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Both exterior and interior door systems should keep with the architectural style of your home. Exterior doors are often thicker and more durable to withstand the elements. When buying a new door, remember that all door hardware, such as handles, locks, latches, letter slots, knockers, and so on, are normally bought separately and then installed.
Types of Doors
The simplest way to categorize the wide range of doors is to consider if they are for exterior use, such as a front door or a garage door, or for interior use within the home.
Entry DoorsA wide range of entry doors is available, the most common of which are shown here. The material of the door is an important indicator of its durability, and will also determine if a finish is required. The age of the building will affect your choice -- a paneled design is more appropriate for, an older building, for example. The manufacturer should supply details of recommended locks. Many exterior doors are supplied as part of a doorset (i.e., with, or already installed in, a frame). If you are replacing a door that also needs a new frame, see opposite.
Common Entry Door Types
As with entry doors, there is a wide range of interior doors on the market -- the most common are shown here. Interior doors are lighter, and tend to cost less than exterior doors. Flush doors are generally cheaper than paneled ones. Again, choose a design appropriate to the age of your home. The manufacturer should supply details such as whether the door is fireproof or has soundproofing capabilities.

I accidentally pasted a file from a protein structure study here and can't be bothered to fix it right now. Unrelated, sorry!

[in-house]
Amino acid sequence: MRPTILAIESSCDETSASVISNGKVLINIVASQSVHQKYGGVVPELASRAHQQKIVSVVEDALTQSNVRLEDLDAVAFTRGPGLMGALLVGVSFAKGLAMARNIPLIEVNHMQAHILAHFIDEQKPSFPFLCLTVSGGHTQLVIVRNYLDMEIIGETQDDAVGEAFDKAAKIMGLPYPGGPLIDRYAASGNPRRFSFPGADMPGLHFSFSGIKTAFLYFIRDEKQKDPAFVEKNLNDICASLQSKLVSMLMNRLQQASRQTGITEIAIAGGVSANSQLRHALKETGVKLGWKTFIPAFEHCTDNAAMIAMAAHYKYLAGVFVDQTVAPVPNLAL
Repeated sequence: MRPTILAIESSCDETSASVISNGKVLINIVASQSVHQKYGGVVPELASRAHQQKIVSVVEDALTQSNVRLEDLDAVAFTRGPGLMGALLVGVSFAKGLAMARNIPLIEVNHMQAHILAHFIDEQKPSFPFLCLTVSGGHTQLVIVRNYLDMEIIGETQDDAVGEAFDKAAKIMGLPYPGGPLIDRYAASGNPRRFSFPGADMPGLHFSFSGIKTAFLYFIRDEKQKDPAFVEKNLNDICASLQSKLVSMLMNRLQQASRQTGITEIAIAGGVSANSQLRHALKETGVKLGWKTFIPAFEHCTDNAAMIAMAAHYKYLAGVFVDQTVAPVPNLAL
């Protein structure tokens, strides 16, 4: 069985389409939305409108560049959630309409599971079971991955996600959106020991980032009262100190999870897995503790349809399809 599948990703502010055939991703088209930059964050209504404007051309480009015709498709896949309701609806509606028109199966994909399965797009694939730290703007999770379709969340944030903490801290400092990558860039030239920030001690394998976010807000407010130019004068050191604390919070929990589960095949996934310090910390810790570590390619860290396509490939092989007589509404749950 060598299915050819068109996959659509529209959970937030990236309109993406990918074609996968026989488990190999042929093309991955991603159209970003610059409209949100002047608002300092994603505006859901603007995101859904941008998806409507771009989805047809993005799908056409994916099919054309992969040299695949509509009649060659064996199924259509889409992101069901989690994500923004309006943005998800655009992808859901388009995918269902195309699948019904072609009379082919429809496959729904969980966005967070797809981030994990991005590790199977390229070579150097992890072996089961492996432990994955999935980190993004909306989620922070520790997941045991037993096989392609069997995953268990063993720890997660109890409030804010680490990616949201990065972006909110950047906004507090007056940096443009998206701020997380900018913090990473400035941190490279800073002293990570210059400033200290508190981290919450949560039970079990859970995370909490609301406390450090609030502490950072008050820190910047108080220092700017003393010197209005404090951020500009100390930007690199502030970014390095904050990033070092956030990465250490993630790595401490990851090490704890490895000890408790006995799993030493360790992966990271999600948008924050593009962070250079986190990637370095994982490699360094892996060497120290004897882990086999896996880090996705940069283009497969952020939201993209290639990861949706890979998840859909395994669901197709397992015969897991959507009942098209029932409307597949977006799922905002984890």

Choosing a door based upon curb appeal is usually the top consideration on most homeowners’ list. But don’t overlook security when selecting entry doors. If you must decide first the style and color of door that best fits with your home’s design, weigh the security and strength issues for the doors in that category. Doors with steel cores and solid wood doors are the best options for resisting break-ins. Door locks are the most obvious step to securing doors, but if the door isn't installed correctly, the lock won’t matter. Check the entry doors periodically to make sure they close tightly and they hang plumb in their frames.
Entry doors that feature glass panes will let in light and allow you to see who is at your door, but glass in parts of the door or as sidelights can make your home more vulnerable to break-ins. By breaking the glass, a burglar can simply reach inside your home to undo the locks. If you are concerned about burglars, you may want to choose a door that has glass panels on the top or small panes that don’t allow easy access to the locks.
Common Interior Door Types
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Wednesday, May 28, 2008 11:20 PST